Asteroid Affirmative

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Current Programs Fail

Current funding and technology inadequate - NASA will miss 2020 deadline on mandate

Clark 10 (Stephen, writer, Spaceflight Now, “More Funding Needed to Meet Asteroid Funding Mandate”, January 22nd, 2010, Accessed 7/2/11, AH)

NASA is not doing enough to complete a mandated search for Earth-threatening asteroids and comets because the space agency is not receiving enough money for the problem, according to a National Research Council report. In a report released Friday, scientists said Congress and the administration have not requested or appropriated funding to complete a survey mandated in the NASA Authorization Act of 2005. Called the George E. Brown, Jr., Near-Earth Object Survey, the detection program was tasked with discovering 90 percent of Near-Earth Objects, or NEOs, larger than 140 meters, or 459 feet, by 2020. NEOs of that size would have regional or continental affects if they struck Earth. "You have this conflict between having a very small probability of anything bad happening, versus a terrific impact if there is a bad event," said Irwin Shapiro, chairman of the NEO committee from the Harvard-Smithsonian Center for Astrophysics. Congress asked the National Research Council in 2008 to determine the best way to achieve the George Brown survey. "If there were really a credible threat, money would flow like water, but it may be too late if we don't do anything preparing ahead of time," Shapiro told Spaceflight Now in a Friday interview. NASA currently spends about $4 million per year searching for NEOs, but accomplishing the George Brown survey by the 2020 deadline is now unattainable. "To complete the George Brown survey, you're probably talking about something like $50 million a year, at least to complete it in a reasonable time scale," said Michael A'Hearn, the research committee's vice chairman and an astronomy professor at the University of Maryland, College Park. Knowing where threatening objects are and developing viable mitigation strategies is like buying insurance on your house, Shapiro said. With current technologies, it may take up to a century to find the bulk of the 140-meter class asteroids, according to scientists. "There's no way to do it by 2020 now because there's been no funding for it since it was mandated," A'Hearn said. NASA is close to completing the Spaceguard project, another legislative mandate to find 90 percent of NEOs larger than 1 kilometer, or about 3,300 feet, in diameter. Such objects are large enough to have global affects if they impact Earth. More than 6,700 NEOs have been discovered to date, including more than 800 objects greater than 1 kilometer in size, according to a NASA Web site. A'Hearn said there are no known large objects that pose a credible threat to Earth within the next century, but there are plenty of smaller asteroids that still have not been detected. "If we were to discover one that is about to hit us, we wouldn't know what to do. In that sense, no one is doing enough," A'Hearn said in an interview Friday.

Not Enough Funding

Current funding is insufficient - more funding from Congress is key

Atkinson 10 (Nancy, Senior Editor,, Asteroid Detection, Deflection Needs More Money, Report Says , January 22nd, 2010, accessed 6/29/11, AH)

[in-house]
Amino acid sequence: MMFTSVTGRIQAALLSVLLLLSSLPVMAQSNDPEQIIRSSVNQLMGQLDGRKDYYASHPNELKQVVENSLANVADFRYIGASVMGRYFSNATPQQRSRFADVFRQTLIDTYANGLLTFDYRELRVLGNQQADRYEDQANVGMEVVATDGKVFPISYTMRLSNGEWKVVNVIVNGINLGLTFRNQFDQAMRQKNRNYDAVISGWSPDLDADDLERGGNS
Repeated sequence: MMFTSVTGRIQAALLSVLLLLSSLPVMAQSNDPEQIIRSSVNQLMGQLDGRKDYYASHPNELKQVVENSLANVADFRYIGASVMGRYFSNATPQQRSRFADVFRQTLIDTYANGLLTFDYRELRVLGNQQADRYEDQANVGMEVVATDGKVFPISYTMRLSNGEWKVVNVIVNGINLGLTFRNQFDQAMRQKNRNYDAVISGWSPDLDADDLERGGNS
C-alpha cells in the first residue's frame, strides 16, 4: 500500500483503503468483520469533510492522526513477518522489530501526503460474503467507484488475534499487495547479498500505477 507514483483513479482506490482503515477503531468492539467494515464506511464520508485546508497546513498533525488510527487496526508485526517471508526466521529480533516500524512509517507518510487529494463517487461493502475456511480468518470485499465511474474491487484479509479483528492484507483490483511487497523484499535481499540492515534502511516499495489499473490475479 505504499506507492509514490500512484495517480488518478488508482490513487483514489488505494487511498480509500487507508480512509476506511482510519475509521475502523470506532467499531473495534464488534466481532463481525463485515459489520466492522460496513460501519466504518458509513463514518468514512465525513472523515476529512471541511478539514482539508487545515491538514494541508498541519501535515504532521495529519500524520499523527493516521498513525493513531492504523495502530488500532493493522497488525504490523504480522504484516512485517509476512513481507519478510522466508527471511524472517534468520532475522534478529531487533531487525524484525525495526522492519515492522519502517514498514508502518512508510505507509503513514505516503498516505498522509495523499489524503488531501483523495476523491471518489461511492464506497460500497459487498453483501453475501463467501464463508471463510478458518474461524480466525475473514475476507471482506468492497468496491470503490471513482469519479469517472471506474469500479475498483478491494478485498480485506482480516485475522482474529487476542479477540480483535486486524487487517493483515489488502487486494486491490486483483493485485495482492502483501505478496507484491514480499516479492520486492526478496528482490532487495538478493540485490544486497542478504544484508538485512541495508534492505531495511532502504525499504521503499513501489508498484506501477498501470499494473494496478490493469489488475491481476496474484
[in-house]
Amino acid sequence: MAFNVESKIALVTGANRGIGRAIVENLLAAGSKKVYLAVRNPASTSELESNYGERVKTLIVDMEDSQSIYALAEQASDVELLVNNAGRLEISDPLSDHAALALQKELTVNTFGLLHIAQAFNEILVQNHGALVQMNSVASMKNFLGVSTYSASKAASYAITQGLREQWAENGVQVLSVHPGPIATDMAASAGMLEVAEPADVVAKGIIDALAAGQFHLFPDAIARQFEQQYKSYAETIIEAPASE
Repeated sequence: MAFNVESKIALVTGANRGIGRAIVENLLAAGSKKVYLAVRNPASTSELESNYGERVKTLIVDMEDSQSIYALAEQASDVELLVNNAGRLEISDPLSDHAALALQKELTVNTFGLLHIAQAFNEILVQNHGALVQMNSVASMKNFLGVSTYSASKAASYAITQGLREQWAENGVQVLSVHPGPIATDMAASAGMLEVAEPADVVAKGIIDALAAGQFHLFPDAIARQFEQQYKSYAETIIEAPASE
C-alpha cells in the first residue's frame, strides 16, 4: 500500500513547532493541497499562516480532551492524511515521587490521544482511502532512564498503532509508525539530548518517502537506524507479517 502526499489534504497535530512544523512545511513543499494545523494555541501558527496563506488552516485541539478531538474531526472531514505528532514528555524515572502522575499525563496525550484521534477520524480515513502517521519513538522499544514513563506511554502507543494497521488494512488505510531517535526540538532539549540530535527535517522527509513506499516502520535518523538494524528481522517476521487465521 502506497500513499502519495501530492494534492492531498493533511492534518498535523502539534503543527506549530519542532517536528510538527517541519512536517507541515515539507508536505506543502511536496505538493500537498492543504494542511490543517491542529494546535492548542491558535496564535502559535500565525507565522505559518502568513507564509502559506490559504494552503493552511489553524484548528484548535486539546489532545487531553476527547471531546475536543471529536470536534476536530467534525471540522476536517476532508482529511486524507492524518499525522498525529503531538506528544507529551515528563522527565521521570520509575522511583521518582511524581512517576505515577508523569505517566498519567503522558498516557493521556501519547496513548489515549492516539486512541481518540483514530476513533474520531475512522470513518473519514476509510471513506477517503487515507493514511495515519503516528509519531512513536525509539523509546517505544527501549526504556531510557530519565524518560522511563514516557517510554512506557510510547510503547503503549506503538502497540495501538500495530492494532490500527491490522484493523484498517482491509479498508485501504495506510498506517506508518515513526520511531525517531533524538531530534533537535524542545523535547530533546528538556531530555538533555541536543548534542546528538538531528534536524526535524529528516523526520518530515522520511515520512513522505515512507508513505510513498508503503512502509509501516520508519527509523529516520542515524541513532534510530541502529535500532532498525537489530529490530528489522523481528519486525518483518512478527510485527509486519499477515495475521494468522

Are we ready to act if an asteroid or comet were to pose a threat to our planet? No, says a new report from the National Research Council. Plus, we don’t have the resources in place to detect all the possible dangerous objects out there. The report lays out options NASA could follow to detect more near-Earth objects (NEOs) that could potentially cross Earth’s orbit, and says. the $4 million the U.S. spends annually to search for NEOs is insufficient to meet a congressionally mandated requirement to detect NEOs that could threaten Earth “To do what Congress mandated NASA to do is going to take new technology, bigger telescopes with wider fields,” said Don Yeomans, Manager of NASA’s Near Earth Object Program Office, speaking at the American Geophysical Union conference last month. However, Yeomans said work is being done to improve the quality and quantity of the search for potentially dangerous asteroids and comets. “We have a long term goal to have three more 1.8 meter telescopes,” he said, “and the Large Synoptic Survey Telescope with an 8.4 meter aperture in 2016. Once these new facilities are in place, the data input will be like drinking from a fire hose, and the rate of warnings will go up by a factor of 40.”. But getting all these facilities, and more, online and running will take continued and additional funding Congress mandated in 2005 that NASA discover 90 percent of NEOs whose diameter is 140 meters or greater by 2020, and asked the National Research Council in 2008 to form a committee to determine the optimum approach to doing so. In an interim report released last year, the committee concluded that it was impossible for NASA to meet that goal, since Congress has not appropriated new funds for the survey nor has the administration asked for them. But this issue isn’t and shouldn’t be strictly left to NASA, said former astronaut Rusty Schweickart, also speaking at the AGU conference. “There’s the geopolitical misconception that NASA is taking care of it,” he said. “They aren’t and this is an international issue.” Schweickart said making decisions on how to mitigate the threat once a space rock already on the way is too late, and that all the decisions of what will be done, and how, need to be made now. “The real issue here is getting international cooperation, so we can — in a coordinated way — decide what to do and act before it is too late,” he said. “If we procrastinate and argue about this, we’ll argue our way past the point of where it too late and we’ll take the hit.” But this report deals with NASA, and committee from the NRC lays out two approaches that would allow NASA to complete its goal soon after the 2020 deadline; the approach chosen would depend on the priority policymakers attach to spotting NEOs. If finishing NASA’s survey as close as possible to the original 2020 deadline is considered most important, a mission using a space-based telescope conducted in concert with observations from a suitable ground-based telescope is the best approach, the report says. If conserving costs is deemed most important, the use of a ground-based telescope only is preferable. The report also recommends that NASA monitor for smaller objects, and recommends that immediate action be taken to ensure the continued operation of the Arecibo Observatory in Puerto Rico, and support a program at the Goldstone Deep Space Communications Complex. Although these facilities cannot discover NEOs, they play an important role in accurately determining the orbits and characterizing the properties of NEOs. Schweikart quoted Don Yeomans as saying the three most important things about asteroid mitigation is to find them early, find them early and find them early. “We have the technology today to move an asteroid,” Schweikart said. “We just need time. It doesn’t take a huge spacecraft to do the job of altering an asteroid’s course. It just takes time. And the earlier we could send a spacecraft to either move or hit an asteroid, the less it will cost. We could spend a few hundred million dollars to avoid a $4 billion impact.” But the report put out by the NRC stresses the methods for asteroid/comet defense are new and still immature. The committee agreed that with sufficient warning, a suite of four types of mitigation is adequate to meet the threat from all NEOs, except the most energetic ones.